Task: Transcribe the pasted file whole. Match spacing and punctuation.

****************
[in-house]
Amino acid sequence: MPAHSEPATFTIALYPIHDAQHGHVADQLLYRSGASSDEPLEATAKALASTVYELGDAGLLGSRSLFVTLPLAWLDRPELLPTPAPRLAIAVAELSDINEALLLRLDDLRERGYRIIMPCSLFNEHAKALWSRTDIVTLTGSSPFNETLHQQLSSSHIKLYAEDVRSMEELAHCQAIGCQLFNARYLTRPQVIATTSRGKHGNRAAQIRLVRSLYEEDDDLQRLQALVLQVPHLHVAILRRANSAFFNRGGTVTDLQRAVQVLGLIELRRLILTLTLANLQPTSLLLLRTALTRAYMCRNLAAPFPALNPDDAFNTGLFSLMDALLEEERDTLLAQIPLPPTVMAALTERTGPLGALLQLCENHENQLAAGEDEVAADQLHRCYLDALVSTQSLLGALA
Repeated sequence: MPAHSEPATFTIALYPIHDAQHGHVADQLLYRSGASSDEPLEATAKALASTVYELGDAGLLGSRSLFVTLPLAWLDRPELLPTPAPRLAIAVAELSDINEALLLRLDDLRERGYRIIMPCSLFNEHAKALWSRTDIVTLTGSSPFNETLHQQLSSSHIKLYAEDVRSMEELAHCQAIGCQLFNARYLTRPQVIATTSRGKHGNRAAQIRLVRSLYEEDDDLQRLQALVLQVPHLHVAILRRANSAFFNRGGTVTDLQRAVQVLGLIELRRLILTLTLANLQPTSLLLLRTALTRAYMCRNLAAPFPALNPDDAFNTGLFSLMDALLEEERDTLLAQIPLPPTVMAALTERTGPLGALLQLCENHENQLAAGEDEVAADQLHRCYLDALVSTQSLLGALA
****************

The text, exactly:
[in-house]
Amino acid sequence: MPAHSEPATFTIALYPIHDAQHGHVADQLLYRSGASSDEPLEATAKALASTVYELGDAGLLGSRSLFVTLPLAWLDRPELLPTPAPRLAIAVAELSDINEALLLRLDDLRERGYRIIMPCSLFNEHAKALWSRTDIVTLTGSSPFNETLHQQLSSSHIKLYAEDVRSMEELAHCQAIGCQLFNARYLTRPQVIATTSRGKHGNRAAQIRLVRSLYEEDDDLQRLQALVLQVPHLHVAILRRANSAFFNRGGTVTDLQRAVQVLGLIELRRLILTLTLANLQPTSLLLLRTALTRAYMCRNLAAPFPALNPDDAFNTGLFSLMDALLEEERDTLLAQIPLPPTVMAALTERTGPLGALLQLCENHENQLAAGEDEVAADQLHRCYLDALVSTQSLLGALA
Repeated sequence: MPAHSEPATFTIALYPIHDAQHGHVADQLLYRSGASSDEPLEATAKALASTVYELGDAGLLGSRSLFVTLPLAWLDRPELLPTPAPRLAIAVAELSDINEALLLRLDDLRERGYRIIMPCSLFNEHAKALWSRTDIVTLTGSSPFNETLHQQLSSSHIKLYAEDVRSMEELAHCQAIGCQLFNARYLTRPQVIATTSRGKHGNRAAQIRLVRSLYEEDDDLQRLQALVLQVPHLHVAILRRANSAFFNRGGTVTDLQRAVQVLGLIELRRLILTLTLANLQPTSLLLLRTALTRAYMCRNLAAPFPALNPDDAFNTGLFSLMDALLEEERDTLLAQIPLPPTVMAALTERTGPLGALLQLCENHENQLAAGEDEVAADQLHRCYLDALVSTQSLLGALA